NEWPORT, Ore. – For three days this week, Oregon high school students and teachers are joining scientists at Oregon State University aboard the research vessel Oceanus to gain at-sea research experience off the Oregon coast as part of a project to enhance their STEM, or science, technology, engineering and math skills.
This Friday, the young scientists and their professional partners will journey up the Columbia River aboard the R/V Oceanus and dock at Riverplace Marina in Portland, where they will spend the weekend doing a series of activities, including tours for K-12 students and the public.
The public tours will be held from 9 a.m. to 2:30 p.m. Saturday, Sept. 17. Space is limited and advance registration is required. For more information or to register for a tour, visit: http://bit.ly/2bTKyQ0.
The project is a collaborative effort from Oregon Sea Grant and the Oregon Coast STEM Hub, which serves educators, students and communities along the Oregon coast and is located at OSU’s Hatfield Marine Science Center in Newport. The students and high school teachers participating in the cruise are from Bandon, North Bend, Waldport, Newport and Warrenton.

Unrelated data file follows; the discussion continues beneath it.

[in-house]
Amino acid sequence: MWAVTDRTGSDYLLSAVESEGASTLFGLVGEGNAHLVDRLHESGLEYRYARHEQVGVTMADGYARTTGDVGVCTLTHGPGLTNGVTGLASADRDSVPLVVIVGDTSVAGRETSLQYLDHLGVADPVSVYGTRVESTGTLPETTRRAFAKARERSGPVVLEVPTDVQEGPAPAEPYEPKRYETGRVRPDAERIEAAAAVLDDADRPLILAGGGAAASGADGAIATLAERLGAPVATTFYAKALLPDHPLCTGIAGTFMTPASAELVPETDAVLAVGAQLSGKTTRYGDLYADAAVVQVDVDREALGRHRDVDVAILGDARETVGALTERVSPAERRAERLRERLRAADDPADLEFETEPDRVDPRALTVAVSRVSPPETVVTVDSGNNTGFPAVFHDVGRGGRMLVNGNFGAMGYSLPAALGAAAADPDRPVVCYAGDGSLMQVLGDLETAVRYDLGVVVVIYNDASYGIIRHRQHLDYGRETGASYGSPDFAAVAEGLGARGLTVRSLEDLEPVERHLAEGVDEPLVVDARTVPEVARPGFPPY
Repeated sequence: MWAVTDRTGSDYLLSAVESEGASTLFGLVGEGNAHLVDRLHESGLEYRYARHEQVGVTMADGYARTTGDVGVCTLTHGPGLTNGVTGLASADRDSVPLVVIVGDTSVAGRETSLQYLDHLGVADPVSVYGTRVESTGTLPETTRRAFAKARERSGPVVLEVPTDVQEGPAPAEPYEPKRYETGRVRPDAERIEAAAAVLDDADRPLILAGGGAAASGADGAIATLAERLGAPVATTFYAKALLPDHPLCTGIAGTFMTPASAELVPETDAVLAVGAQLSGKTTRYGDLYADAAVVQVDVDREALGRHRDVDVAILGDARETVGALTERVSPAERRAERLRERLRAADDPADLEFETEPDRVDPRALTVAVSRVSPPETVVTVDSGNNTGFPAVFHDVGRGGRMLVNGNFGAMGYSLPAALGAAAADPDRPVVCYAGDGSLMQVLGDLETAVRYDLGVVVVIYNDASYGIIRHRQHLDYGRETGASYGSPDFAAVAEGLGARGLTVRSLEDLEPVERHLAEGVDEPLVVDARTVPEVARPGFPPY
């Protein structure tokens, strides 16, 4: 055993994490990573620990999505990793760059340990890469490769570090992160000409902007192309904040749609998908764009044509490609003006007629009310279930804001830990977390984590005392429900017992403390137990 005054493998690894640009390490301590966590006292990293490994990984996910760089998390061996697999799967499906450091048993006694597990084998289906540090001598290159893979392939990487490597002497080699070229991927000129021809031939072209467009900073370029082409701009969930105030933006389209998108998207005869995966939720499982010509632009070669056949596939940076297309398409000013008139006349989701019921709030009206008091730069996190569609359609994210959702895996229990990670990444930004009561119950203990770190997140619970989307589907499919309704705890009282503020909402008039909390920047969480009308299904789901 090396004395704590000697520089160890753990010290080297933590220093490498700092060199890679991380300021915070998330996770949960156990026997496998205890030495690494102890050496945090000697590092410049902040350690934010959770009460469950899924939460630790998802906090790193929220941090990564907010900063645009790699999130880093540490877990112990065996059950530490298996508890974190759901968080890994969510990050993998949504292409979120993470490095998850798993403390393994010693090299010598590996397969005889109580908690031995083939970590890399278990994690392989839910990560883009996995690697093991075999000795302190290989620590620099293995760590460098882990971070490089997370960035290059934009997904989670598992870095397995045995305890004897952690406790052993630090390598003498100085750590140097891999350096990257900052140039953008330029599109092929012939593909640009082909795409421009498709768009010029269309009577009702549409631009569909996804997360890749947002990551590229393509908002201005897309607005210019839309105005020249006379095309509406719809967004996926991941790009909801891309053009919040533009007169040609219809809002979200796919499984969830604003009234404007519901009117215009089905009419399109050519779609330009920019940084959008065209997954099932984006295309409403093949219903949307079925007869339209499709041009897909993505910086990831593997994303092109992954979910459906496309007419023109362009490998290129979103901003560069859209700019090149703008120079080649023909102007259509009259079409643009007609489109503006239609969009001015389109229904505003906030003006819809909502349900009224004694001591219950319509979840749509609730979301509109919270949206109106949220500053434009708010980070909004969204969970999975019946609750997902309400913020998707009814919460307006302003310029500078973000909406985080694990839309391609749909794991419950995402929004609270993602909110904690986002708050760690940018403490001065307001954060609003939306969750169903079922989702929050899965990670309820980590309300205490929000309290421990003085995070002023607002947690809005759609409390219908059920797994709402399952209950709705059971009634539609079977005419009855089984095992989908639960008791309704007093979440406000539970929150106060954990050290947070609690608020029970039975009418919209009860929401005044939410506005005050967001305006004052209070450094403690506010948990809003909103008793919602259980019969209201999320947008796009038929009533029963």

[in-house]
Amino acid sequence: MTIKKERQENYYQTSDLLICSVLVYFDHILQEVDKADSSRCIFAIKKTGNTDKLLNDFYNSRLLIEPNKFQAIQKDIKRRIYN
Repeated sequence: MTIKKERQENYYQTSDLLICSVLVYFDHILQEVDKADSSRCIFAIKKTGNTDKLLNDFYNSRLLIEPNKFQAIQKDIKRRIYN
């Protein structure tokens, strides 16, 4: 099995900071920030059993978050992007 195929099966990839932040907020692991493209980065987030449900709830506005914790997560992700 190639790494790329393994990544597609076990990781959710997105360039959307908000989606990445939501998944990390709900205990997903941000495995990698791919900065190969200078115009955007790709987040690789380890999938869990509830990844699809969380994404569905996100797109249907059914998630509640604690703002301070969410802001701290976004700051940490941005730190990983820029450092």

“This is an opportunity for Oregon high school students and teachers to work with marine researchers and really dig into investigative scientific methods,” said Tracy Crews, marine education manager for Oregon Sea Grant. “It also provides an opportunity for graduate students to work as mentors with these young students alongside top scientists addressing some very real issues facing our oceans.”
Leigh Torres, a principal investigator with OSU’s Marine Mammal Institute, will serve as chief scientist on the cruise, which will include line transect surveys for marine mammals and seabirds off the Oregon coast.
“We will record where and when we observe different species assemblages of marine mammals and seabirds off the Oregon coast, and link this data with habitat and prey data collected during the cruise,” Torres said. “This will demonstrate the patchiness of ocean resources and how species are distributed differently relative to their particular needs.”
“We’re really hoping that this hands-on experience will trigger interest in STEM and enthusiasm for working on environmental challenges,” added Stacia Fletcher, director for the Oregon Coast STEM Hub.